What Will My Mortgage Cost a Month?

//What Will My Mortgage Cost a Month?

What Will My Mortgage Cost a Month?

Since the birth of our baby The Wife and I have been discussing future living arrangments lately.  As often happens her parents (who live about 2.5 hours away) are visiting a lot more since there is someone there more important than The Wife and I (i.e. my cute child).  But we only live in a 2 bedroom place so it has gotten a tad bit tight when they visit for up to 4 or 5 days at a time.

The Wife hates math.  Hates it.  So in one of our discussions she said, I just need the numbers.  So the table below is for her, but everyone gets to share!

Monthly Mortgage Rate According to Size and Rate

The amount above is for the mortgage alone and does not include taxes or any other home expenses.  So for example if I bought a $500,000 house and put $100,000 down (20%) then I would have a $400,000 mortgage which is likely to cost me somewhere between $1,900 and $2,400/month.

I am not exactly sure where our “sweet spot” will be.  Our main objective is to keep The Wife working as little as possible without sacrificing her time with our Son.  Living on Long Island being a one income family is near impossible in the areas we want to live, but we can be as close as possible as The Wife is in sales and can work as little or as much as she wants.

Our second objective is our lifestyle. We aren’t paycheck to paycheck right now nor do we want to be just for the sake and comfort of The Wife’s parents.  Notwithstanding the size will eventually effect our sanity, but I think we’ll be gone before that happens.

* All calculations were done using DinkyTown’s Mortgage Calculator

By | 2013-09-26T14:59:52+00:00 March 18th, 2011|Personal Finance|23 Comments

About the Author:

Evan is the owner of My Journey to Millions which was started to track his journey from a broke debt ridden law school graduate to building a positive balance. Need more Evan? Follow him on Twitter, Contact him or get new posts directly to your email


  1. Daniel March 18, 2011 at 11:59 am - Reply

    Are these based on 30 year mortgages?

    I’m nowhere near ready to buy a house and therefore haven’t done any research at all. But the prices just don’t seem that high to me, even at 6%. They’d all be manageable on my current income, so in ~5 years, the opportunities excite me, though interest rates will likely rise:(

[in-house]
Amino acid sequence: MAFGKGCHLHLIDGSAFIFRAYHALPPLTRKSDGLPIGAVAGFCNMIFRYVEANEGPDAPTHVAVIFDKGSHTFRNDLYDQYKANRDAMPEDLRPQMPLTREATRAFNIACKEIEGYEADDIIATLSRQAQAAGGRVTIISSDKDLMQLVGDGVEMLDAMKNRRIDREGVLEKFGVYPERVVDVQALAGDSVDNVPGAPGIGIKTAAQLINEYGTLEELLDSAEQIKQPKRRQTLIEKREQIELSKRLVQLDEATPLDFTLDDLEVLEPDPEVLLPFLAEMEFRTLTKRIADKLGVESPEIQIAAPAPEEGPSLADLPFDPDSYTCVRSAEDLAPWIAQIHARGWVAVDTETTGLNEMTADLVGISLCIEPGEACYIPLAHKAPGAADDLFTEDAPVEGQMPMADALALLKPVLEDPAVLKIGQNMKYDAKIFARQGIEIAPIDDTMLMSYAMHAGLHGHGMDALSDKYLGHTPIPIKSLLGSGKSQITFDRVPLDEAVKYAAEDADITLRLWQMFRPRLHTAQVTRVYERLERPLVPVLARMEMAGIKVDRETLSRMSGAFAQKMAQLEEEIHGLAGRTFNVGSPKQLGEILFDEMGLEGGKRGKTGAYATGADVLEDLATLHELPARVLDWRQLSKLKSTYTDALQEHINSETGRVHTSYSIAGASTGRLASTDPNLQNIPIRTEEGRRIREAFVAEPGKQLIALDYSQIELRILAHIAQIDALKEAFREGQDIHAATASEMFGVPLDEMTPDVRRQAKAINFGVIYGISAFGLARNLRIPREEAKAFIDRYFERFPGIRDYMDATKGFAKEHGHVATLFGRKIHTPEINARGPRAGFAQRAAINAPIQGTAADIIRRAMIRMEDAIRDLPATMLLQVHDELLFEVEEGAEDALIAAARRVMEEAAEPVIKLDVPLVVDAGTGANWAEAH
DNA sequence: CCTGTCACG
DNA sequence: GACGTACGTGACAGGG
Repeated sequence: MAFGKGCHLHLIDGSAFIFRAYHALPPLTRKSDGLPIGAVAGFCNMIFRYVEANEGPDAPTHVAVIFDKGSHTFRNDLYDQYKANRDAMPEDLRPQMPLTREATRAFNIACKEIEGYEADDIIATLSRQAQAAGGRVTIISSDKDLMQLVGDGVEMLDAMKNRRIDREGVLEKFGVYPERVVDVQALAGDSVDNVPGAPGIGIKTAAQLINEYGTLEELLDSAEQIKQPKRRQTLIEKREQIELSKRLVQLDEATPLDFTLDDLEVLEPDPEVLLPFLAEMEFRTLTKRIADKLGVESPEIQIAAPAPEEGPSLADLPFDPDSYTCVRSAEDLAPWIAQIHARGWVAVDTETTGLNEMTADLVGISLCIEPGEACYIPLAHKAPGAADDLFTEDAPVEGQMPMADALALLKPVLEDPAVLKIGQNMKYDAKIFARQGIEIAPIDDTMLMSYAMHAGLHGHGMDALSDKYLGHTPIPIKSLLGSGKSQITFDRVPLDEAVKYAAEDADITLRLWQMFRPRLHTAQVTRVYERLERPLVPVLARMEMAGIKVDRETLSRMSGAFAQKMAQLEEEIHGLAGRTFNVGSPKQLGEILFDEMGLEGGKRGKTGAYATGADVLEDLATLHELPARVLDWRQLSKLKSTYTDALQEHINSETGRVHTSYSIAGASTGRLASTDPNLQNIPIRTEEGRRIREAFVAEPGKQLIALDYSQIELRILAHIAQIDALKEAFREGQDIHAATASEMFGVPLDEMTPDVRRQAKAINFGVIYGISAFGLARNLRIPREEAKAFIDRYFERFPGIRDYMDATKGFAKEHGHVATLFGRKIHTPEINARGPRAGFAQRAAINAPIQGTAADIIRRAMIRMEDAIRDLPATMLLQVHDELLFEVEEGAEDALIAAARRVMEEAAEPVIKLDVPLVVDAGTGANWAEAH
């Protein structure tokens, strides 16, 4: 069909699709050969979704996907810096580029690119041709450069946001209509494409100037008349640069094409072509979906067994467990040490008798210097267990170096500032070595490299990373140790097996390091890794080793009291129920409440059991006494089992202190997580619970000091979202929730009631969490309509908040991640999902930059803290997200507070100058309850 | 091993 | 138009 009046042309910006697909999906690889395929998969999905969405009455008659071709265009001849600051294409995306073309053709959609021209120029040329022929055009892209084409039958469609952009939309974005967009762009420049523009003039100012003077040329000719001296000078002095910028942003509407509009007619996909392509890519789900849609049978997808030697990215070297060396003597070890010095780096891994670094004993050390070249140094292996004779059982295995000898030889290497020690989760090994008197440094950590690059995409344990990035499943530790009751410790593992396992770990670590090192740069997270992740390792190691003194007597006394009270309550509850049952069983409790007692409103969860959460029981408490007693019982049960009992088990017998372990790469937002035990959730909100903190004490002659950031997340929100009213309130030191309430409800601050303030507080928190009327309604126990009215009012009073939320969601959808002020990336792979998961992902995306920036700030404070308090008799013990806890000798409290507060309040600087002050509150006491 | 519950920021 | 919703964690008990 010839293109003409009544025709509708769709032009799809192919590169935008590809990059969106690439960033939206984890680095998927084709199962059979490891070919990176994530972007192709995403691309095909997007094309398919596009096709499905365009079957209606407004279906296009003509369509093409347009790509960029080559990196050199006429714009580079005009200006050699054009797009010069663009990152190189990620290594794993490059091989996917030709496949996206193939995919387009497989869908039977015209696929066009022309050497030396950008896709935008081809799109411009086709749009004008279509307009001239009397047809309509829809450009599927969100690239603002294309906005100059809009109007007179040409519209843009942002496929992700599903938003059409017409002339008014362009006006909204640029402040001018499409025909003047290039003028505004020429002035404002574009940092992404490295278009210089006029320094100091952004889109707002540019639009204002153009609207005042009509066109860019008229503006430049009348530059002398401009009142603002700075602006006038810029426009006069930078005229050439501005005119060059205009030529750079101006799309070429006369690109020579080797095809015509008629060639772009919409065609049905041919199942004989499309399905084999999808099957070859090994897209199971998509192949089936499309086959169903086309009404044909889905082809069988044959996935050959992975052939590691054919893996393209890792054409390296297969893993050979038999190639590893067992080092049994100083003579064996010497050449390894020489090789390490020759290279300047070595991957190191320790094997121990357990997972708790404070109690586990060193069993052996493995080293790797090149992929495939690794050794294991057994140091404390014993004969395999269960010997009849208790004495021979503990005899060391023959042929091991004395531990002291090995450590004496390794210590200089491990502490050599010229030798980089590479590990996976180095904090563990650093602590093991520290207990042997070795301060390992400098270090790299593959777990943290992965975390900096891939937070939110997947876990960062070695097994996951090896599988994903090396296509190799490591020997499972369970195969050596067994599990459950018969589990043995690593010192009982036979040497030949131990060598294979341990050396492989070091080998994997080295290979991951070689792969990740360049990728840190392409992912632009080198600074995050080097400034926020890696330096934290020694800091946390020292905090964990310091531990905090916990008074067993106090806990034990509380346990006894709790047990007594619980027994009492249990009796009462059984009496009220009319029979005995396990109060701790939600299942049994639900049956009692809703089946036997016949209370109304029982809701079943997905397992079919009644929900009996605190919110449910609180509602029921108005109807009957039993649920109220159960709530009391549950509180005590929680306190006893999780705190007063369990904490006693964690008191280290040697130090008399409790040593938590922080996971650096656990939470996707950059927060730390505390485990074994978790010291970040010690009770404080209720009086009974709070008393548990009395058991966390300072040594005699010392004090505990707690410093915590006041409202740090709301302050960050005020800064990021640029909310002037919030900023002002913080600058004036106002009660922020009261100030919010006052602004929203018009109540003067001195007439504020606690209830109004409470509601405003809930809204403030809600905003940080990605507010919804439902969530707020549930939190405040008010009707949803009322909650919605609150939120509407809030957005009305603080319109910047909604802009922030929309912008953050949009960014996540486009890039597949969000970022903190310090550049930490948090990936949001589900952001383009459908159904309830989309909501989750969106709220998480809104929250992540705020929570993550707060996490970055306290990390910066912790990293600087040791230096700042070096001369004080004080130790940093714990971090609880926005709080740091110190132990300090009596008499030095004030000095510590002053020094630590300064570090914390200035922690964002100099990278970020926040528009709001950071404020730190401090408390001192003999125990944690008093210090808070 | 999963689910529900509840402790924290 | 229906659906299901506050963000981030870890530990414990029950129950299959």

• Evan March 18, 2011 at 12:34 pm - Reply

      Yup 30 year mortgage – but remember it doesn’t include taxes. So in the Long Island area any home I am looking at will have taxes of 8K+ adding another ~$650 to the number.

  2. The Wife March 18, 2011 at 12:58 pm - Reply

    Thanks dear, seeing numbers in black and white like that definitely helps. Still scary to think we’ll need to bump up our monthly payment that much just to afford a home around here…but not much we can do huh other than live here forever (or until we save a small fortune) or live with your parents (which aint happening for long lol)

  3. retirebyforty March 18, 2011 at 1:32 pm - Reply

    Good luck on your home search. Looks like you’re in an expensive part of the country. How about looking at duplex so you can rent one unit out?
    We are also in a 2 bedroom place and it is a bit tight with guests. Grandma is staying with us for a month and it’s working well so far, but it’ll be a lot more difficult when the baby gets older.

    Last year, we got a 1 bedroom condo in the next building over and grandparents can stay there when they’re ready to move (currently rented.)

    • Evan March 20, 2011 at 9:04 am - Reply

      VERY expensive part of the country. Grandma staying for the first month with the kid is HUGE. The Wife’s mom stayed with us for about a month after our son was born and it was wonderful

  4. My University Money March 19, 2011 at 12:08 am - Reply

    Interesting comparison when you put them up side-by-side like that. Let’s pray the interest rates stay low for awhile longer. Imagine having a $500,000 mortgage with the interest rates of 30 years ago?

    • Evan March 20, 2011 at 9:10 am - Reply

      I couldn’t even imagine doing it with the interest rates of the early 80’s! They had 14 to 18% mortgage rates…but their CD and savings rates were around there too

  5. Financial Samurai March 19, 2011 at 5:15 am - Reply

    Buying a home might be the most satisfying thing you’ll ever do. The feeling was PRICELESS when I finally bought my own. Something about it. It was just awesome.


    • Evan March 20, 2011 at 9:20 am - Reply

      I bought my townhouse now but we are excited for the next step….

  6. Craig March 19, 2011 at 8:01 am - Reply